This 2024 - Let's Win the Battle of Headlines
update deskU.S. News

US Postal Service releases stamp honoring Ruth Bader Ginsburg

It called the late Jewish former Supreme Court associate justice an “icon of American culture.”

U.S. postal stamps featuring the late Jewish U.S. Supreme Court Justice Ruth Bader Ginsburg . Credit: U.S. Postal Service.
U.S. postal stamps featuring the late Jewish U.S. Supreme Court Justice Ruth Bader Ginsburg . Credit: U.S. Postal Service.

The US Postal Service (USPS) released postage stamps on Monday featuring the late Supreme Court Justice Ruth Bader Ginsburg.

The “Forever” stamp, which covers the cost of mailing a first-class letter at a set price no matter if the price of individual stamps increases, features the judge in her trademark white lace collar and sells for $0.66 each, with a sheet of 20 costing $13.20.

It features an oil painting of Ginsburg by Michael J. Deas, derived from a photo by Philip Bermingham, and was designed by Ethel Kessler, an art director for USPS.

“This Forever stamp commemorates the legacy of late Supreme Court Justice Ginsburg and her groundbreaking contributions to justice, gender equality and the rule of law,” Jonathan Castillo, a USPS senior public-relations representative, told JNS.

He described “one of the most important goals” of the postal service as celebrating “the people, places and events that are unique to the history of the United States and represent the very best of our great nation.” 

Regarding whether another trailblazing Jewish woman—longtime California Sen. Dianne Feinstein, who died on Sept. 28—might warrant a stamp of her own, Castillo told JNS that the time between an idea for a stamp’s acceptance and its release is three years, while of 30,000 suggested topics for stamps submitted each year, “about 35 topics are selected.”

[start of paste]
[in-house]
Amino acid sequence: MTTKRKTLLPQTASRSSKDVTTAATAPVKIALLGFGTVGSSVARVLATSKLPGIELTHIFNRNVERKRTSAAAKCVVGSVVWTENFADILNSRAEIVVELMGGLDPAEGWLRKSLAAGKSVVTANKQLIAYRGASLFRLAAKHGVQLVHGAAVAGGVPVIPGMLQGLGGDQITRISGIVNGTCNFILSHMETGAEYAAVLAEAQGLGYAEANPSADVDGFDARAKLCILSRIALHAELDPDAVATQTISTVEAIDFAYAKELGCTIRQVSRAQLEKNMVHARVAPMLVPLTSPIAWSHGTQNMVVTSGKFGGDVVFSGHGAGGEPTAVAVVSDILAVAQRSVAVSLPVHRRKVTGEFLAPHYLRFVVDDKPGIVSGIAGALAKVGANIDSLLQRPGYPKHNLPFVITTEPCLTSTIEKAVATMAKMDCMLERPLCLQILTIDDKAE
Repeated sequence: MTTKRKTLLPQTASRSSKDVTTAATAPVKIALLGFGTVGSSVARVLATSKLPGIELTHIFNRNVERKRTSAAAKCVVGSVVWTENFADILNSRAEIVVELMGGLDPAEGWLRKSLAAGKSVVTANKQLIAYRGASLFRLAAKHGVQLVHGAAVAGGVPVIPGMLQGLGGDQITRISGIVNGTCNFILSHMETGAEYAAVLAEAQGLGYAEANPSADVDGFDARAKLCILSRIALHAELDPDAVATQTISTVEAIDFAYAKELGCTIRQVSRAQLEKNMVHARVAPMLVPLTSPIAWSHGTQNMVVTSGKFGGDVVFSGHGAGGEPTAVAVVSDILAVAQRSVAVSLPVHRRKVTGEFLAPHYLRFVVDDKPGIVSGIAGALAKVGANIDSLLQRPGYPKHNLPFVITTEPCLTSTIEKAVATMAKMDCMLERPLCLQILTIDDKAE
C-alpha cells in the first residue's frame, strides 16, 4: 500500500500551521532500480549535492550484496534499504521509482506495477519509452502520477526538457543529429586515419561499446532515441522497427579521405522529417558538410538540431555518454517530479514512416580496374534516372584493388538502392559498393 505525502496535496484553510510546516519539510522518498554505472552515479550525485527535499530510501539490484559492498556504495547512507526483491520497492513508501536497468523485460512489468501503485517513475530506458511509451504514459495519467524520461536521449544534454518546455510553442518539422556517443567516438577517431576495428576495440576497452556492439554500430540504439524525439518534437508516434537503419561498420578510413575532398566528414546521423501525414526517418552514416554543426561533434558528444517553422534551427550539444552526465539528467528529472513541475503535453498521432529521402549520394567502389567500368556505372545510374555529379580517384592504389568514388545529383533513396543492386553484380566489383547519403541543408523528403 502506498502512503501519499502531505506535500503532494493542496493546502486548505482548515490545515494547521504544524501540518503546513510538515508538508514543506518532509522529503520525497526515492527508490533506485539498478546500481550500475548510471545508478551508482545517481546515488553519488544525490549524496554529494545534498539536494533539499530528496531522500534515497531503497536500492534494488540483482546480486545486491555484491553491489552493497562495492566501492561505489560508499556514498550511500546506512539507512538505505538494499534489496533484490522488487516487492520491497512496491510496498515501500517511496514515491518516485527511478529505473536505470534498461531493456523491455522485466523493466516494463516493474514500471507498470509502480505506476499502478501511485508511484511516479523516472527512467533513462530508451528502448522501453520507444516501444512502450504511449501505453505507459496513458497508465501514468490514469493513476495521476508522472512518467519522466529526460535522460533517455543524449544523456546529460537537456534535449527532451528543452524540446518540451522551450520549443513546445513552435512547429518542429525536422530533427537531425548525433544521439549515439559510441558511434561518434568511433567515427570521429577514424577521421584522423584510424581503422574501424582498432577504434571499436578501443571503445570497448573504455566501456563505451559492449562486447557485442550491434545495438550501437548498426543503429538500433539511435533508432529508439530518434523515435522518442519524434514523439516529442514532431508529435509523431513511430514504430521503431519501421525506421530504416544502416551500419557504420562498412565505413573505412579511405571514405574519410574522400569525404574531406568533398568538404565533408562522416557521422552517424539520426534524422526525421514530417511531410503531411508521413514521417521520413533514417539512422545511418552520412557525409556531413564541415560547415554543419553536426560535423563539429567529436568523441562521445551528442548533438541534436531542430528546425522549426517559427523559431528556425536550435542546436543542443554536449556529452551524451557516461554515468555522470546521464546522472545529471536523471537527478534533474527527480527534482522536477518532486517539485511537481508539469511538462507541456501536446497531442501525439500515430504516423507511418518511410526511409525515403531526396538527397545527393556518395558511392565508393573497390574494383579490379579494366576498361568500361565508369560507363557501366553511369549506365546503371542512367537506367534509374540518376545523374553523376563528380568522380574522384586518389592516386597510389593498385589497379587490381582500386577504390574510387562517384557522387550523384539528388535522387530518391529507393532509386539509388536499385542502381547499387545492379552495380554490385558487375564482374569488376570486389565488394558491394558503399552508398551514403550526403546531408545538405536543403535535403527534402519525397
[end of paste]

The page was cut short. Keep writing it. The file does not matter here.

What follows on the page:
Last fall, the USPS issued a “Hanukkah Forever” stamp based on the work of another Jewish woman, Judaica artist Jeanette Kuven Oren. 

You have read 3 articles this month.
Register to receive full access to JNS.

Just before you scroll on...

Israel is at war.

JNS is combating the stream of misinformation on Israel with real, honest and factual reporting. In order to deliver this in-depth, unbiased coverage of Israel and the Jewish world, we rely on readers like you.

The support you provide allows our journalists to deliver the truth, free from bias and hidden agendas. Can we count on your support?

Every contribution, big or small, helps JNS.org remain a trusted source of news you can rely on.

Become a part of our mission by donating today
Topics
Comments
Thank you. You are a loyal JNS Reader.
You have read more than 10 articles this month.
Please register for full access to continue reading and post comments.
Never miss a thing
Get the best stories faster with JNS breaking news updates